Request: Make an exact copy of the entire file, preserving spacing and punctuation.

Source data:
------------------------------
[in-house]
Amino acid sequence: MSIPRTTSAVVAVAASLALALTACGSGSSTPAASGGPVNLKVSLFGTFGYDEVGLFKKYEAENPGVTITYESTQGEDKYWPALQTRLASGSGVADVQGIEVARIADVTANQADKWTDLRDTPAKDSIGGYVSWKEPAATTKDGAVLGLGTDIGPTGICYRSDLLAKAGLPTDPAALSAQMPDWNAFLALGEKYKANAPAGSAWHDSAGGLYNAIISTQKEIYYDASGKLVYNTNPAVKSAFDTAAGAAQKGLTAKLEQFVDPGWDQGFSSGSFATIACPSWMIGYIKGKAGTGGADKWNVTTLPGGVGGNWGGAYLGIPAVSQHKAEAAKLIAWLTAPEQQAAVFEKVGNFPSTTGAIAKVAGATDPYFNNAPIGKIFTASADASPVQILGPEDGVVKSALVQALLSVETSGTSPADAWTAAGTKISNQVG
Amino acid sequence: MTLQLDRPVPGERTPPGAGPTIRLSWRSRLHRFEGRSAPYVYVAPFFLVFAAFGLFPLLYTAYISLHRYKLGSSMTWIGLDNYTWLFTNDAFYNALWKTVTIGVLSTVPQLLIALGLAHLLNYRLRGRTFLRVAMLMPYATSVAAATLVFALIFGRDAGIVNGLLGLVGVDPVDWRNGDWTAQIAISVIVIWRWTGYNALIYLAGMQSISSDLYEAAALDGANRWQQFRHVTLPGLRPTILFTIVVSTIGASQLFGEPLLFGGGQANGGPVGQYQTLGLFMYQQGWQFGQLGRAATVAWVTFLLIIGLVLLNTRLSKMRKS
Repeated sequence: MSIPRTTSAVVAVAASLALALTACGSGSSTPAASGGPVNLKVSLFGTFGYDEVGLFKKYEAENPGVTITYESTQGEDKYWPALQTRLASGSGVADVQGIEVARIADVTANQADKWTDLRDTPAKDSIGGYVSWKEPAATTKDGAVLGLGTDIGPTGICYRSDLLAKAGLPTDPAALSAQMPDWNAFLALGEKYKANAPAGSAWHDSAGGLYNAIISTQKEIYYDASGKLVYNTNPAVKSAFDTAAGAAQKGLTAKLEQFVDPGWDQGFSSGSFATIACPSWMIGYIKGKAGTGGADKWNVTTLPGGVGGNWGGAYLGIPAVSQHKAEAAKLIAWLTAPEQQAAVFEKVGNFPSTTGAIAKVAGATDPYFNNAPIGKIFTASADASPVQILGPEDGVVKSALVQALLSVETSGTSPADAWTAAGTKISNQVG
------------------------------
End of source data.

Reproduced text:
[in-house]
Amino acid sequence: MSIPRTTSAVVAVAASLALALTACGSGSSTPAASGGPVNLKVSLFGTFGYDEVGLFKKYEAENPGVTITYESTQGEDKYWPALQTRLASGSGVADVQGIEVARIADVTANQADKWTDLRDTPAKDSIGGYVSWKEPAATTKDGAVLGLGTDIGPTGICYRSDLLAKAGLPTDPAALSAQMPDWNAFLALGEKYKANAPAGSAWHDSAGGLYNAIISTQKEIYYDASGKLVYNTNPAVKSAFDTAAGAAQKGLTAKLEQFVDPGWDQGFSSGSFATIACPSWMIGYIKGKAGTGGADKWNVTTLPGGVGGNWGGAYLGIPAVSQHKAEAAKLIAWLTAPEQQAAVFEKVGNFPSTTGAIAKVAGATDPYFNNAPIGKIFTASADASPVQILGPEDGVVKSALVQALLSVETSGTSPADAWTAAGTKISNQVG
Amino acid sequence: MTLQLDRPVPGERTPPGAGPTIRLSWRSRLHRFEGRSAPYVYVAPFFLVFAAFGLFPLLYTAYISLHRYKLGSSMTWIGLDNYTWLFTNDAFYNALWKTVTIGVLSTVPQLLIALGLAHLLNYRLRGRTFLRVAMLMPYATSVAAATLVFALIFGRDAGIVNGLLGLVGVDPVDWRNGDWTAQIAISVIVIWRWTGYNALIYLAGMQSISSDLYEAAALDGANRWQQFRHVTLPGLRPTILFTIVVSTIGASQLFGEPLLFGGGQANGGPVGQYQTLGLFMYQQGWQFGQLGRAATVAWVTFLLIIGLVLLNTRLSKMRKS
Repeated sequence: MSIPRTTSAVVAVAASLALALTACGSGSSTPAASGGPVNLKVSLFGTFGYDEVGLFKKYEAENPGVTITYESTQGEDKYWPALQTRLASGSGVADVQGIEVARIADVTANQADKWTDLRDTPAKDSIGGYVSWKEPAATTKDGAVLGLGTDIGPTGICYRSDLLAKAGLPTDPAALSAQMPDWNAFLALGEKYKANAPAGSAWHDSAGGLYNAIISTQKEIYYDASGKLVYNTNPAVKSAFDTAAGAAQKGLTAKLEQFVDPGWDQGFSSGSFATIACPSWMIGYIKGKAGTGGADKWNVTTLPGGVGGNWGGAYLGIPAVSQHKAEAAKLIAWLTAPEQQAAVFEKVGNFPSTTGAIAKVAGATDPYFNNAPIGKIFTASADASPVQILGPEDGVVKSALVQALLSVETSGTSPADAWTAAGTKISNQVG